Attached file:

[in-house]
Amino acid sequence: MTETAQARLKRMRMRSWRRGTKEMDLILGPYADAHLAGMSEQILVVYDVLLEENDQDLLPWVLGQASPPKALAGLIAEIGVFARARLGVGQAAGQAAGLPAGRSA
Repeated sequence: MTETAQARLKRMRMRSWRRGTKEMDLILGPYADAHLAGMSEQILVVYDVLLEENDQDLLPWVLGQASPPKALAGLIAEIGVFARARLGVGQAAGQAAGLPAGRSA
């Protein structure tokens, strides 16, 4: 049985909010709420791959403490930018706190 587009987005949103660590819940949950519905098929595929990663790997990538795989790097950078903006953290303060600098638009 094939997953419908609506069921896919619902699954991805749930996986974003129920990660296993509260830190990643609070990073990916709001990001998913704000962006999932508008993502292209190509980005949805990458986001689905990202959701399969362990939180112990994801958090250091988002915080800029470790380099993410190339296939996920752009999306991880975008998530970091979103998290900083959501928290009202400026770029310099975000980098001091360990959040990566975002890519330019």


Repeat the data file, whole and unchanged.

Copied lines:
[in-house]
Amino acid sequence: MTETAQARLKRMRMRSWRRGTKEMDLILGPYADAHLAGMSEQILVVYDVLLEENDQDLLPWVLGQASPPKALAGLIAEIGVFARARLGVGQAAGQAAGLPAGRSA
Repeated sequence: MTETAQARLKRMRMRSWRRGTKEMDLILGPYADAHLAGMSEQILVVYDVLLEENDQDLLPWVLGQASPPKALAGLIAEIGVFARARLGVGQAAGQAAGLPAGRSA
């Protein structure tokens, strides 16, 4: 049985909010709420791959403490930018706190 587009987005949103660590819940949950519905098929595929990663790997990538795989790097950078903006953290303060600098638009 094939997953419908609506069921896919619902699954991805749930996986974003129920990660296993509260830190990643609070990073990916709001990001998913704000962006999932508008993502292209190509980005949805990458986001689905990202959701399969362990939180112990994801958090250091988002915080800029470790380099993410190339296939996920752009999306991880975008998530970091979103998290900083959501928290009202400026770029310099975000980098001091360990959040990566975002890519330019």